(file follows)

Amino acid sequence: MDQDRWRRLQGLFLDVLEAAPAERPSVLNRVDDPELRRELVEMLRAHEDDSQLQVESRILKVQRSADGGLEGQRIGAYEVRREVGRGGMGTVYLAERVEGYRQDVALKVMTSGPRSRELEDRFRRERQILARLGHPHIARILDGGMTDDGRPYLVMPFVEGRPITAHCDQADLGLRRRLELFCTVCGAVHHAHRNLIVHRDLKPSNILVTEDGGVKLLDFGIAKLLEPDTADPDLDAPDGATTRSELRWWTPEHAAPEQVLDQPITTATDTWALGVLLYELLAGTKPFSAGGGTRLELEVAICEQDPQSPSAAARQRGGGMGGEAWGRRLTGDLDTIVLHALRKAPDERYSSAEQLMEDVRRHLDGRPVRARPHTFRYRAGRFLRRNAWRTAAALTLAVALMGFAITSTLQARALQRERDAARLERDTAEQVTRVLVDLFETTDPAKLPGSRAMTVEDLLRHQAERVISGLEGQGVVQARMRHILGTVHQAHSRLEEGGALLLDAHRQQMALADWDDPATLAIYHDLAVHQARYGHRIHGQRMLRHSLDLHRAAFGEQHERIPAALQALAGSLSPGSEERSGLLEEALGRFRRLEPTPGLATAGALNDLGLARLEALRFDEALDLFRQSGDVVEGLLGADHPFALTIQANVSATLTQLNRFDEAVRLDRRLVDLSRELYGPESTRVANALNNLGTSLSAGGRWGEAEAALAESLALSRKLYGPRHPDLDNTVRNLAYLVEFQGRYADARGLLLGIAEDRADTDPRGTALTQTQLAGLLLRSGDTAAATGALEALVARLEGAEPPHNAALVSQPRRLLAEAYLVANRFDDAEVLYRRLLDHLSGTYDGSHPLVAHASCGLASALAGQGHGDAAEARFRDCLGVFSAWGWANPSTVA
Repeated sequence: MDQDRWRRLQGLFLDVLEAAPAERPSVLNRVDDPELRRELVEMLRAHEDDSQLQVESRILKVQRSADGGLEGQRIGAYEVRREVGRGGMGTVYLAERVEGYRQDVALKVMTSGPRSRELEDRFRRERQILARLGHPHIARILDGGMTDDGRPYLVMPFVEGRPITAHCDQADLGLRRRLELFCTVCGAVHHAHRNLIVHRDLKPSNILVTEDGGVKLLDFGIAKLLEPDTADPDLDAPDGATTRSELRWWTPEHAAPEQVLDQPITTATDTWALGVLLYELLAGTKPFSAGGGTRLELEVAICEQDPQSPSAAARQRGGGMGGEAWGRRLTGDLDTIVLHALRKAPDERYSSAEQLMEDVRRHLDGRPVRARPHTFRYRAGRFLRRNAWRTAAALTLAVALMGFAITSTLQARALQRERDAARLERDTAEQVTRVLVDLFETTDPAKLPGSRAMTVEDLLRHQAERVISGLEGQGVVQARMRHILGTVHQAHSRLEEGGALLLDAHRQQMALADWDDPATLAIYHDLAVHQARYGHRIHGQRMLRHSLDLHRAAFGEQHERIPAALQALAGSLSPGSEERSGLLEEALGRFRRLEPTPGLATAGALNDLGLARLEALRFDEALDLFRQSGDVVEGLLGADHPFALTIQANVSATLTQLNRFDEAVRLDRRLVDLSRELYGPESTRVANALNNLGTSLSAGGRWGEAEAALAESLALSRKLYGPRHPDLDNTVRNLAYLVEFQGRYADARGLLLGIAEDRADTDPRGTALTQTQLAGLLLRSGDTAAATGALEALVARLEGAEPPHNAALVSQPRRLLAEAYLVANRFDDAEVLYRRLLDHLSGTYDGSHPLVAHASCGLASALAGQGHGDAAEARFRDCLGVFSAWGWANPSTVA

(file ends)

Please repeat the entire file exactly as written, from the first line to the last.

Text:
Amino acid sequence: MDQDRWRRLQGLFLDVLEAAPAERPSVLNRVDDPELRRELVEMLRAHEDDSQLQVESRILKVQRSADGGLEGQRIGAYEVRREVGRGGMGTVYLAERVEGYRQDVALKVMTSGPRSRELEDRFRRERQILARLGHPHIARILDGGMTDDGRPYLVMPFVEGRPITAHCDQADLGLRRRLELFCTVCGAVHHAHRNLIVHRDLKPSNILVTEDGGVKLLDFGIAKLLEPDTADPDLDAPDGATTRSELRWWTPEHAAPEQVLDQPITTATDTWALGVLLYELLAGTKPFSAGGGTRLELEVAICEQDPQSPSAAARQRGGGMGGEAWGRRLTGDLDTIVLHALRKAPDERYSSAEQLMEDVRRHLDGRPVRARPHTFRYRAGRFLRRNAWRTAAALTLAVALMGFAITSTLQARALQRERDAARLERDTAEQVTRVLVDLFETTDPAKLPGSRAMTVEDLLRHQAERVISGLEGQGVVQARMRHILGTVHQAHSRLEEGGALLLDAHRQQMALADWDDPATLAIYHDLAVHQARYGHRIHGQRMLRHSLDLHRAAFGEQHERIPAALQALAGSLSPGSEERSGLLEEALGRFRRLEPTPGLATAGALNDLGLARLEALRFDEALDLFRQSGDVVEGLLGADHPFALTIQANVSATLTQLNRFDEAVRLDRRLVDLSRELYGPESTRVANALNNLGTSLSAGGRWGEAEAALAESLALSRKLYGPRHPDLDNTVRNLAYLVEFQGRYADARGLLLGIAEDRADTDPRGTALTQTQLAGLLLRSGDTAAATGALEALVARLEGAEPPHNAALVSQPRRLLAEAYLVANRFDDAEVLYRRLLDHLSGTYDGSHPLVAHASCGLASALAGQGHGDAAEARFRDCLGVFSAWGWANPSTVA
Repeated sequence: MDQDRWRRLQGLFLDVLEAAPAERPSVLNRVDDPELRRELVEMLRAHEDDSQLQVESRILKVQRSADGGLEGQRIGAYEVRREVGRGGMGTVYLAERVEGYRQDVALKVMTSGPRSRELEDRFRRERQILARLGHPHIARILDGGMTDDGRPYLVMPFVEGRPITAHCDQADLGLRRRLELFCTVCGAVHHAHRNLIVHRDLKPSNILVTEDGGVKLLDFGIAKLLEPDTADPDLDAPDGATTRSELRWWTPEHAAPEQVLDQPITTATDTWALGVLLYELLAGTKPFSAGGGTRLELEVAICEQDPQSPSAAARQRGGGMGGEAWGRRLTGDLDTIVLHALRKAPDERYSSAEQLMEDVRRHLDGRPVRARPHTFRYRAGRFLRRNAWRTAAALTLAVALMGFAITSTLQARALQRERDAARLERDTAEQVTRVLVDLFETTDPAKLPGSRAMTVEDLLRHQAERVISGLEGQGVVQARMRHILGTVHQAHSRLEEGGALLLDAHRQQMALADWDDPATLAIYHDLAVHQARYGHRIHGQRMLRHSLDLHRAAFGEQHERIPAALQALAGSLSPGSEERSGLLEEALGRFRRLEPTPGLATAGALNDLGLARLEALRFDEALDLFRQSGDVVEGLLGADHPFALTIQANVSATLTQLNRFDEAVRLDRRLVDLSRELYGPESTRVANALNNLGTSLSAGGRWGEAEAALAESLALSRKLYGPRHPDLDNTVRNLAYLVEFQGRYADARGLLLGIAEDRADTDPRGTALTQTQLAGLLLRSGDTAAATGALEALVARLEGAEPPHNAALVSQPRRLLAEAYLVANRFDDAEVLYRRLLDHLSGTYDGSHPLVAHASCGLASALAGQGHGDAAEARFRDCLGVFSAWGWANPSTVA